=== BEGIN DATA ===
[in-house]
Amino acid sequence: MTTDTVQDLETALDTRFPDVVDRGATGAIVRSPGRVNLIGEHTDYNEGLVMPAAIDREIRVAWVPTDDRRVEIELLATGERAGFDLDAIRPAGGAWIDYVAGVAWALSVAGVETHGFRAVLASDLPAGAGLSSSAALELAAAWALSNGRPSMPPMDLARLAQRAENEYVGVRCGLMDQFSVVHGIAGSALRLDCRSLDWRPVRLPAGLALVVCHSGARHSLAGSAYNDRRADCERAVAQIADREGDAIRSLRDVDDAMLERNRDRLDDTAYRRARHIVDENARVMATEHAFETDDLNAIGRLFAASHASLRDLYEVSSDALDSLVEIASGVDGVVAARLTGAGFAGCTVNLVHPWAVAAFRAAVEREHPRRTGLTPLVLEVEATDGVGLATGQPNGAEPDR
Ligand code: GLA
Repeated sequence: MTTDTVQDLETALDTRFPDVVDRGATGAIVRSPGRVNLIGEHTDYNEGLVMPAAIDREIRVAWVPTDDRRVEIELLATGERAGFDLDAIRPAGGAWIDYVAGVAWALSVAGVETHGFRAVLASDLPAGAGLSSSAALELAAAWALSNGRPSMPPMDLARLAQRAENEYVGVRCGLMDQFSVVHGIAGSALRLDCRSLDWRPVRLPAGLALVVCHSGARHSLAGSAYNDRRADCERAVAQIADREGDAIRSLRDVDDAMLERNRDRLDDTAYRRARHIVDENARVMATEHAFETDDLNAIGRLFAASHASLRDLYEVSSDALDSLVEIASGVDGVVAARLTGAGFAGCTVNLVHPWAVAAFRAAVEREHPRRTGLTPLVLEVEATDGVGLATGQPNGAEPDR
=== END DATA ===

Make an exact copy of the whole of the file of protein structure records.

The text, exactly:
[in-house]
Amino acid sequence: MTTDTVQDLETALDTRFPDVVDRGATGAIVRSPGRVNLIGEHTDYNEGLVMPAAIDREIRVAWVPTDDRRVEIELLATGERAGFDLDAIRPAGGAWIDYVAGVAWALSVAGVETHGFRAVLASDLPAGAGLSSSAALELAAAWALSNGRPSMPPMDLARLAQRAENEYVGVRCGLMDQFSVVHGIAGSALRLDCRSLDWRPVRLPAGLALVVCHSGARHSLAGSAYNDRRADCERAVAQIADREGDAIRSLRDVDDAMLERNRDRLDDTAYRRARHIVDENARVMATEHAFETDDLNAIGRLFAASHASLRDLYEVSSDALDSLVEIASGVDGVVAARLTGAGFAGCTVNLVHPWAVAAFRAAVEREHPRRTGLTPLVLEVEATDGVGLATGQPNGAEPDR
Ligand code: GLA
Repeated sequence: MTTDTVQDLETALDTRFPDVVDRGATGAIVRSPGRVNLIGEHTDYNEGLVMPAAIDREIRVAWVPTDDRRVEIELLATGERAGFDLDAIRPAGGAWIDYVAGVAWALSVAGVETHGFRAVLASDLPAGAGLSSSAALELAAAWALSNGRPSMPPMDLARLAQRAENEYVGVRCGLMDQFSVVHGIAGSALRLDCRSLDWRPVRLPAGLALVVCHSGARHSLAGSAYNDRRADCERAVAQIADREGDAIRSLRDVDDAMLERNRDRLDDTAYRRARHIVDENARVMATEHAFETDDLNAIGRLFAASHASLRDLYEVSSDALDSLVEIASGVDGVVAARLTGAGFAGCTVNLVHPWAVAAFRAAVEREHPRRTGLTPLVLEVEATDGVGLATGQPNGAEPDR